Baby bites Snake (actually, this has a lot of coverage) here, here, and here
(if those links have expired, it's Toni Barnard and her son Trevor of Semmes, Alabama, shopping at the WalMart on Wal-Mart on Schillinger Road).
Did a rattlesnake bite a man in WalMart?
WALMART STORES, INC. altered 25,426 innocent American lives due to procedures which allowed them to be "struck by merchandise" from 01/01/91 through 06/22/95. Pam Lee, (Greenwald v WM), of Claims Management, a wholly owned WM subsidiary, signed an affidavit about these facts on 06/29/95. In New v WM, it was shown an average of 150 shoppers nationwide daily are injured due to falling merchandise or merchandise dropped by employees. However, not all of the injured were listed in the Lee exhibit of over 330 pages of injured parties names.
This sounds like an urban legend, but it is true: href="https://www.workdayminnesota.org/view_article.php?id=4fcadcacaed04b00c3addfd78860641b">Court slams Walmart's use of 'dead peasant' insurance By Mark Gruenberg — January 19, 2004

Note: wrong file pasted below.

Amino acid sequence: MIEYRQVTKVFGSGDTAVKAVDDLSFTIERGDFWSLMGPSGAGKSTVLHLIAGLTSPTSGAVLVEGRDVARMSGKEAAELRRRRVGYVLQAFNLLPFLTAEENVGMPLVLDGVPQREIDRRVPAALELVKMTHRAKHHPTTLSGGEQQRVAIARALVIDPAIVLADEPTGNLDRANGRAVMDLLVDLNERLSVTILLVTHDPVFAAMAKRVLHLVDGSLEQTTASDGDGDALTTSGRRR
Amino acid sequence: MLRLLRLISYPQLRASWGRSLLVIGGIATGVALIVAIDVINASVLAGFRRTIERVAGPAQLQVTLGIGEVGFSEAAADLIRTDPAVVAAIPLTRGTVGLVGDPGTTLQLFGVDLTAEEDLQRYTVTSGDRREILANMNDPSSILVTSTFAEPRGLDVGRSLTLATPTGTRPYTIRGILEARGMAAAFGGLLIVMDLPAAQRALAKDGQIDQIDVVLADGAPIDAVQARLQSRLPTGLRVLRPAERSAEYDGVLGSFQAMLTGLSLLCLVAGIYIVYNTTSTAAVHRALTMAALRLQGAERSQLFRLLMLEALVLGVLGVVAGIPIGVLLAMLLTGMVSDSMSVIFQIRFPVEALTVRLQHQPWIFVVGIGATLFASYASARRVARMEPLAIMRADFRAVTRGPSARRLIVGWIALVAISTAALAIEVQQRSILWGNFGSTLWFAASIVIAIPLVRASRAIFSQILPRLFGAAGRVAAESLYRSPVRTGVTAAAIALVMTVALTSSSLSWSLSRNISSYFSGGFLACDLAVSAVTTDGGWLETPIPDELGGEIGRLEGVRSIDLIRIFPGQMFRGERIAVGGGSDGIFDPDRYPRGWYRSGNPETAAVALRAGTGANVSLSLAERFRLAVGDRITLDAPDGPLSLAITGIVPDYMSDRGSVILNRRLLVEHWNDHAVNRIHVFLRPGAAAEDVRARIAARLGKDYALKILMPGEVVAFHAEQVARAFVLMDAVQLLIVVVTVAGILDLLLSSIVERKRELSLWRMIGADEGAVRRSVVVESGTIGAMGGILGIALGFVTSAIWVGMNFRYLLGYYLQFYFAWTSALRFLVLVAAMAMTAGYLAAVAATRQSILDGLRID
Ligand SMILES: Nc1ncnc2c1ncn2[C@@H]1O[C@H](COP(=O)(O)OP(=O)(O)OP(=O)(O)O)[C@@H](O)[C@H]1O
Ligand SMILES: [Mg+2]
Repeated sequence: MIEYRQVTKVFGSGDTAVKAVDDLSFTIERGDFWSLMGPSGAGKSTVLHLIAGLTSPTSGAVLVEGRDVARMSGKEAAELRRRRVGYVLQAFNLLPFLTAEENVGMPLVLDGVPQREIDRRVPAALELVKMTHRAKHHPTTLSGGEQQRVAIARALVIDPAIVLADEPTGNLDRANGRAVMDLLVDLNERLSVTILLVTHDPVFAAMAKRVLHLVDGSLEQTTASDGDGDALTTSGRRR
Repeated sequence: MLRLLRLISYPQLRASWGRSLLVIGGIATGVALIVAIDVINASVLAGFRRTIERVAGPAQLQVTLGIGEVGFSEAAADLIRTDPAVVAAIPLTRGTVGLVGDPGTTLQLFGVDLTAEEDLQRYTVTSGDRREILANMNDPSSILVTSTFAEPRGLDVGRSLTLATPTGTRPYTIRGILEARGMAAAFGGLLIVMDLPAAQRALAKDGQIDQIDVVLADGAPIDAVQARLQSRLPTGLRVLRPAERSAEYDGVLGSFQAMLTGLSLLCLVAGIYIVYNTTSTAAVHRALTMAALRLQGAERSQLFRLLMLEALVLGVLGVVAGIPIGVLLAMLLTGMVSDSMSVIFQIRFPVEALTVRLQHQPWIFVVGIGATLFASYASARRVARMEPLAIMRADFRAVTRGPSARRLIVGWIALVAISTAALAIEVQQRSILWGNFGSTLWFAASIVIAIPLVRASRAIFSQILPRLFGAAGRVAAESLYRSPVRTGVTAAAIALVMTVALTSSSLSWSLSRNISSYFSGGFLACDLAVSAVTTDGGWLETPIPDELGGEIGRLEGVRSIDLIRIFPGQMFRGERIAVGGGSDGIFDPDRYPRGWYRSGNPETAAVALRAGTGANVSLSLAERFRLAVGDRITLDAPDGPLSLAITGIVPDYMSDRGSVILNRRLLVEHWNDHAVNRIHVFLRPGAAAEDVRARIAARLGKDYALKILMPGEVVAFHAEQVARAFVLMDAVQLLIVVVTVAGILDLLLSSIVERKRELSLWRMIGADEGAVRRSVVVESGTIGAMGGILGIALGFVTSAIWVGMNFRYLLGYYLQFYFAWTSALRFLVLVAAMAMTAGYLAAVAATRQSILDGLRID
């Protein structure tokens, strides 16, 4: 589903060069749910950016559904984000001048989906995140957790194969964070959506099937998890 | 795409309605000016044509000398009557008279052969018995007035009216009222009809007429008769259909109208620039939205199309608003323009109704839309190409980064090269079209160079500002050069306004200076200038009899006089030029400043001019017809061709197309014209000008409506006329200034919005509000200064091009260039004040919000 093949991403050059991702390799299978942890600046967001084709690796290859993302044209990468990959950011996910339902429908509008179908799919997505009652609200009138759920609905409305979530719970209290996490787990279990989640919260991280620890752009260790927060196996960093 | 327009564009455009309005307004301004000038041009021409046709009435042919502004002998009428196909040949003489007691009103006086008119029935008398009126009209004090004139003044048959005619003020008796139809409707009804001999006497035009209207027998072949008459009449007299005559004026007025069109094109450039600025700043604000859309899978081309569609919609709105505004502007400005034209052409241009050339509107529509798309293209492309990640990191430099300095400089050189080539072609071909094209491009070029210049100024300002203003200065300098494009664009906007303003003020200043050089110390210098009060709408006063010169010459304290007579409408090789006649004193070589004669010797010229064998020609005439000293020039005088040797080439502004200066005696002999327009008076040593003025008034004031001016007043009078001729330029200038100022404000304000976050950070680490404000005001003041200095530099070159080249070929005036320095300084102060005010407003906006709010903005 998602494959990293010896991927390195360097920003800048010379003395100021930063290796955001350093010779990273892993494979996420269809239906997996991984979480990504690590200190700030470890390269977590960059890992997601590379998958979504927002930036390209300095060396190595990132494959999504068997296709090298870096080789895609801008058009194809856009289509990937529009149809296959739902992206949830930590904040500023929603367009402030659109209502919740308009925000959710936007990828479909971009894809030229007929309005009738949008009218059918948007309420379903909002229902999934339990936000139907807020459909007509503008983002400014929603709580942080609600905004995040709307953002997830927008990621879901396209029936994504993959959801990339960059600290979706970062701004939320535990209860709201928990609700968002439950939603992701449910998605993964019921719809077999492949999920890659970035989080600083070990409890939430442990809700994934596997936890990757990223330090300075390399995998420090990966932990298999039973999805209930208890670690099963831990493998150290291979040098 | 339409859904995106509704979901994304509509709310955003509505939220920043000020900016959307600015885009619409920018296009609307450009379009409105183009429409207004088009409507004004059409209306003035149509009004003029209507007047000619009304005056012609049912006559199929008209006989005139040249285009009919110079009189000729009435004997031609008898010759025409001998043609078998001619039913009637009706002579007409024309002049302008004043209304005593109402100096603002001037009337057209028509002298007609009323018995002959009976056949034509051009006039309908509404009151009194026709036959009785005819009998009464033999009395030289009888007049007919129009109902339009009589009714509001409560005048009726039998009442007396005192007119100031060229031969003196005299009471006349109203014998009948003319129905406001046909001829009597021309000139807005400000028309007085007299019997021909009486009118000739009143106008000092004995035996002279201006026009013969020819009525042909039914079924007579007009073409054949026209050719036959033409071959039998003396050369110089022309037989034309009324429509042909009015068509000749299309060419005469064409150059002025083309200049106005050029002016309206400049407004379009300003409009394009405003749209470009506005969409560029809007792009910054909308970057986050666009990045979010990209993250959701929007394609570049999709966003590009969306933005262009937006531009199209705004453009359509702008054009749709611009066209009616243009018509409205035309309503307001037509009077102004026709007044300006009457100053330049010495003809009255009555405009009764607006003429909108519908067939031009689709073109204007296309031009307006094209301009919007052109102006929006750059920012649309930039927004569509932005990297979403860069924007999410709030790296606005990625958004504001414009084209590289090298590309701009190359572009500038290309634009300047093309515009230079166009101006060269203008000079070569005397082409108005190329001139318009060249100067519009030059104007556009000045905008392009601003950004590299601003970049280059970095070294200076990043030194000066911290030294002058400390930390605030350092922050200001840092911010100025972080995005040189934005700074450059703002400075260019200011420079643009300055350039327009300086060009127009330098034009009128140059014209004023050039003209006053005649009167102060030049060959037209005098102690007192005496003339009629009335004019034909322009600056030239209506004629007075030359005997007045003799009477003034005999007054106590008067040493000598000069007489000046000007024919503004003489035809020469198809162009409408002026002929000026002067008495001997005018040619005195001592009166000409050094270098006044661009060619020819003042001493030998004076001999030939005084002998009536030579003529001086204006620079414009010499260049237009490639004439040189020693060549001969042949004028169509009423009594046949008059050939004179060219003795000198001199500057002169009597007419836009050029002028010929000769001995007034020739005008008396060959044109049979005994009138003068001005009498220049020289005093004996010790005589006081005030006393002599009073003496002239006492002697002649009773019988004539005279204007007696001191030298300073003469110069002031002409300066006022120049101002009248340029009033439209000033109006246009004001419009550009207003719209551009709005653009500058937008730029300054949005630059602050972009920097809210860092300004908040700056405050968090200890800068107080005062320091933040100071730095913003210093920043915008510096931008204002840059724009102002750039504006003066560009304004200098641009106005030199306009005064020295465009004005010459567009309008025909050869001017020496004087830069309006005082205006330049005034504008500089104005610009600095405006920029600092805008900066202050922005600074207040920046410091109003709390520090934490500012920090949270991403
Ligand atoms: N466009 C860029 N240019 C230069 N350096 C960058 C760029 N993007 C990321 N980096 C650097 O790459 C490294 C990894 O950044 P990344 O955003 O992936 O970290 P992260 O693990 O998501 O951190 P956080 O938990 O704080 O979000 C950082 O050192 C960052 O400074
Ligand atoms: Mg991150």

NEW ORLEANS — One of Wal-Mart's long list of worker abuses--"dead peasants" insurance where it takes out life insurance policies on its low-level workers and collects the cash when they die--got a kick in the head in federal court. That's because the estate of one dead worker, Douglas Sims, sued for damages, saying Wal-Mart robbed his heirs of money that was rightfully theirs. Lower federal courts agreed and, on Jan. 5, so did the Fifth U.S. Circuit Court of Appeals in New Orleans.
More than 100 companies, led by Wal-Mart, created the "dead peasants" policies. Legal changes in 1998 led Wal-Mart to halt the practice, but not before it had insured all but 3,500 of the 350,000 potential workers it covered, the suit says.
WEEK IN REVIEW DESK | October 19, 2003, Sunday
The Nation; Wal-Mart, Driving Workers and Supermarkets Crazy
By STEVEN GREENHOUSE (NYT) 1124 words
Late Edition - Final , Section 4 , Page 3 , Column 1
DISPLAYING FIRST 50 OF 1124 WORDS - IN February Wal-Mart will open its first grocery supercenter in California, offering everything from tires to prime meats, and that could be a blessing for middle-class consumers. The reason is simple: Wal-Mart's prices are 14 percent lower than its competitors',
There's even a Walmart Liberation Front.